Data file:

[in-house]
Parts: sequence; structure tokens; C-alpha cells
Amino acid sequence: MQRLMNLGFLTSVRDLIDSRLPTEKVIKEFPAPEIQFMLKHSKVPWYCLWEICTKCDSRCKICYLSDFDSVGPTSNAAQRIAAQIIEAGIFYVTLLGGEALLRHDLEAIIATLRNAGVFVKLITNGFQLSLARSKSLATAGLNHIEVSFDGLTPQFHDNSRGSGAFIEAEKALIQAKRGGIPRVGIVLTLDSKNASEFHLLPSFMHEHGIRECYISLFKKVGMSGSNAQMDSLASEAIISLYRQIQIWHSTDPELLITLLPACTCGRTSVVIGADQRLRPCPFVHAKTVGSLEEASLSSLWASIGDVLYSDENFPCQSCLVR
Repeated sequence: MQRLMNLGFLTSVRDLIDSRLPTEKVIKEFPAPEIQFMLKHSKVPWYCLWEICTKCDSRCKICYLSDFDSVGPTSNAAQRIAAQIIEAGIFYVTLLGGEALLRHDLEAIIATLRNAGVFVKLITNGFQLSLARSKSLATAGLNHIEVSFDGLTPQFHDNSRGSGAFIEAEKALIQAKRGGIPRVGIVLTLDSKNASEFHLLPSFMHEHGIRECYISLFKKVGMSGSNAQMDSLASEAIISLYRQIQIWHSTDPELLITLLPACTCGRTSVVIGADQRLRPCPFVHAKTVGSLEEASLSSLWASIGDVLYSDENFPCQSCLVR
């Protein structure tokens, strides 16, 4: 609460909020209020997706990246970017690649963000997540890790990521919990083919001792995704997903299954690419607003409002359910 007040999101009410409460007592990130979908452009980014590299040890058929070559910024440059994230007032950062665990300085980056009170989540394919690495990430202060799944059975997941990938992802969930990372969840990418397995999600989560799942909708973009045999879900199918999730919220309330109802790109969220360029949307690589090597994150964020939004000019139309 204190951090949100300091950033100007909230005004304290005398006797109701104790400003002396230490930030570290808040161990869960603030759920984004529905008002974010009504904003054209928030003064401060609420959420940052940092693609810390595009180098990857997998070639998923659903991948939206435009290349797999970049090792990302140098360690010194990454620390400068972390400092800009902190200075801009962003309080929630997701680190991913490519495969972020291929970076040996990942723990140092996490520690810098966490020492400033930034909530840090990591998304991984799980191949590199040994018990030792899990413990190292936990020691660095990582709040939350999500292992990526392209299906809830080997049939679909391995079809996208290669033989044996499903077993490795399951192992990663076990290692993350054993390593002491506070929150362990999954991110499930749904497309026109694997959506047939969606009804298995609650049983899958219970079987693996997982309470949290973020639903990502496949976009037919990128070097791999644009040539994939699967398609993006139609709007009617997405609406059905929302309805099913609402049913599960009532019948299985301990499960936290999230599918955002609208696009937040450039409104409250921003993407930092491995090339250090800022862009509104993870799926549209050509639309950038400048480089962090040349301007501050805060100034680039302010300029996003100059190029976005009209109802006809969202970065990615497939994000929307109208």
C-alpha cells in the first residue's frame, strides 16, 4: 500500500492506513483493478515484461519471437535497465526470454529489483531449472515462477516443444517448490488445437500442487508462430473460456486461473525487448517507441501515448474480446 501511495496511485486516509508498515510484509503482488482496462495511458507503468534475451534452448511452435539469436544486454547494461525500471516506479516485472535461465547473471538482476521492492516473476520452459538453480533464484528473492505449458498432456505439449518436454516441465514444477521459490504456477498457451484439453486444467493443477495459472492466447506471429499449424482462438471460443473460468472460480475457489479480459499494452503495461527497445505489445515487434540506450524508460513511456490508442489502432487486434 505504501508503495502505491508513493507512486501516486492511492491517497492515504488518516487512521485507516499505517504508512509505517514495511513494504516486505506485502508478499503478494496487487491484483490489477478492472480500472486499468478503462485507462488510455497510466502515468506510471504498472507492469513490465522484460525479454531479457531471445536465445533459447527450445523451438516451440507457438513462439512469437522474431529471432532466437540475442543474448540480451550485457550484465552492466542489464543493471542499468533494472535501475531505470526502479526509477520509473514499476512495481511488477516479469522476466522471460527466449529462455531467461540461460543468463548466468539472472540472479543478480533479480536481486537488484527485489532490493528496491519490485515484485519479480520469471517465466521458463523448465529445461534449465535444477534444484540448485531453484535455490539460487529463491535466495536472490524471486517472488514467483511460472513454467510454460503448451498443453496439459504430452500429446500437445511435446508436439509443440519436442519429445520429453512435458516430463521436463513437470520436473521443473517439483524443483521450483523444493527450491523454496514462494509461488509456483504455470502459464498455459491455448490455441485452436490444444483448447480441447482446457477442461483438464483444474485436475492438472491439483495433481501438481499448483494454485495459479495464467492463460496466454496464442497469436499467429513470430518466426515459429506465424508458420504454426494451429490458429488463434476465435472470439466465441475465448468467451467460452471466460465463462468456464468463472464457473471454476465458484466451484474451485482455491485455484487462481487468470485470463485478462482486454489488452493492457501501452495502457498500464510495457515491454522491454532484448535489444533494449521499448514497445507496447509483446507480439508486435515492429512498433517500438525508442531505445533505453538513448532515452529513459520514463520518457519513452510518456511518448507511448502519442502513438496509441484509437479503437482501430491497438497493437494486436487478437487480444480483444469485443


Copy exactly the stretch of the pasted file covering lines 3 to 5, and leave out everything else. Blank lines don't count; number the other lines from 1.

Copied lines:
Amino acid sequence: MQRLMNLGFLTSVRDLIDSRLPTEKVIKEFPAPEIQFMLKHSKVPWYCLWEICTKCDSRCKICYLSDFDSVGPTSNAAQRIAAQIIEAGIFYVTLLGGEALLRHDLEAIIATLRNAGVFVKLITNGFQLSLARSKSLATAGLNHIEVSFDGLTPQFHDNSRGSGAFIEAEKALIQAKRGGIPRVGIVLTLDSKNASEFHLLPSFMHEHGIRECYISLFKKVGMSGSNAQMDSLASEAIISLYRQIQIWHSTDPELLITLLPACTCGRTSVVIGADQRLRPCPFVHAKTVGSLEEASLSSLWASIGDVLYSDENFPCQSCLVR
Repeated sequence: MQRLMNLGFLTSVRDLIDSRLPTEKVIKEFPAPEIQFMLKHSKVPWYCLWEICTKCDSRCKICYLSDFDSVGPTSNAAQRIAAQIIEAGIFYVTLLGGEALLRHDLEAIIATLRNAGVFVKLITNGFQLSLARSKSLATAGLNHIEVSFDGLTPQFHDNSRGSGAFIEAEKALIQAKRGGIPRVGIVLTLDSKNASEFHLLPSFMHEHGIRECYISLFKKVGMSGSNAQMDSLASEAIISLYRQIQIWHSTDPELLITLLPACTCGRTSVVIGADQRLRPCPFVHAKTVGSLEEASLSSLWASIGDVLYSDENFPCQSCLVR
């Protein structure tokens, strides 16, 4: 609460909020209020997706990246970017690649963000997540890790990521919990083919001792995704997903299954690419607003409002359910 007040999101009410409460007592990130979908452009980014590299040890058929070559910024440059994230007032950062665990300085980056009170989540394919690495990430202060799944059975997941990938992802969930990372969840990418397995999600989560799942909708973009045999879900199918999730919220309330109802790109969220360029949307690589090597994150964020939004000019139309 204190951090949100300091950033100007909230005004304290005398006797109701104790400003002396230490930030570290808040161990869960603030759920984004529905008002974010009504904003054209928030003064401060609420959420940052940092693609810390595009180098990857997998070639998923659903991948939206435009290349797999970049090792990302140098360690010194990454620390400068972390400092800009902190200075801009962003309080929630997701680190991913490519495969972020291929970076040996990942723990140092996490520690810098966490020492400033930034909530840090990591998304991984799980191949590199040994018990030792899990413990190292936990020691660095990582709040939350999500292992990526392209299906809830080997049939679909391995079809996208290669033989044996499903077993490795399951192992990663076990290692993350054993390593002491506070929150362990999954991110499930749904497309026109694997959506047939969606009804298995609650049983899958219970079987693996997982309470949290973020639903990502496949976009037919990128070097791999644009040539994939699967398609993006139609709007009617997405609406059905929302309805099913609402049913599960009532019948299985301990499960936290999230599918955002609208696009937040450039409104409250921003993407930092491995090339250090800022862009509104993870799926549209050509639309950038400048480089962090040349301007501050805060100034680039302010300029996003100059190029976005009209109802006809969202970065990615497939994000929307109208």